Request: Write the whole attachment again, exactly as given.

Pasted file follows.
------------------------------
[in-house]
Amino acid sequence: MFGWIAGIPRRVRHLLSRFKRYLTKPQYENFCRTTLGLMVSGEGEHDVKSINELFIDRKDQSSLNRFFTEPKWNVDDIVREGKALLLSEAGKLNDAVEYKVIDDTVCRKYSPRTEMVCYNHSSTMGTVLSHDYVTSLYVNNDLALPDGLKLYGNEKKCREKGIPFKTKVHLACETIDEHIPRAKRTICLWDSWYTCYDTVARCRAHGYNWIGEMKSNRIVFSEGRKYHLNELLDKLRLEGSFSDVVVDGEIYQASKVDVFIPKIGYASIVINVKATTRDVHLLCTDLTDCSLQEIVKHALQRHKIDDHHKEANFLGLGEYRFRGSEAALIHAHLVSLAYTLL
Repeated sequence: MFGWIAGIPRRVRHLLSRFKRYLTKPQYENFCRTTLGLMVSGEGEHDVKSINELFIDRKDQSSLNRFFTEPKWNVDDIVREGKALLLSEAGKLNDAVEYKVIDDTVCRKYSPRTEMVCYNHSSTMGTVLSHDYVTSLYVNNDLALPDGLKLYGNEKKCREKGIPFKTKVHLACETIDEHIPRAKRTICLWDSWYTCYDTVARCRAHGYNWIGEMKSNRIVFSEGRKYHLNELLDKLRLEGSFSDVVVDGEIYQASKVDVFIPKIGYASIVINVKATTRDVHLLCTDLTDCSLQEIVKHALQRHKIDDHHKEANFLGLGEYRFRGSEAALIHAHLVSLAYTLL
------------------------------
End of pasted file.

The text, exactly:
[in-house]
Amino acid sequence: MFGWIAGIPRRVRHLLSRFKRYLTKPQYENFCRTTLGLMVSGEGEHDVKSINELFIDRKDQSSLNRFFTEPKWNVDDIVREGKALLLSEAGKLNDAVEYKVIDDTVCRKYSPRTEMVCYNHSSTMGTVLSHDYVTSLYVNNDLALPDGLKLYGNEKKCREKGIPFKTKVHLACETIDEHIPRAKRTICLWDSWYTCYDTVARCRAHGYNWIGEMKSNRIVFSEGRKYHLNELLDKLRLEGSFSDVVVDGEIYQASKVDVFIPKIGYASIVINVKATTRDVHLLCTDLTDCSLQEIVKHALQRHKIDDHHKEANFLGLGEYRFRGSEAALIHAHLVSLAYTLL
Repeated sequence: MFGWIAGIPRRVRHLLSRFKRYLTKPQYENFCRTTLGLMVSGEGEHDVKSINELFIDRKDQSSLNRFFTEPKWNVDDIVREGKALLLSEAGKLNDAVEYKVIDDTVCRKYSPRTEMVCYNHSSTMGTVLSHDYVTSLYVNNDLALPDGLKLYGNEKKCREKGIPFKTKVHLACETIDEHIPRAKRTICLWDSWYTCYDTVARCRAHGYNWIGEMKSNRIVFSEGRKYHLNELLDKLRLEGSFSDVVVDGEIYQASKVDVFIPKIGYASIVINVKATTRDVHLLCTDLTDCSLQEIVKHALQRHKIDDHHKEANFLGLGEYRFRGSEAALIHAHLVSLAYTLL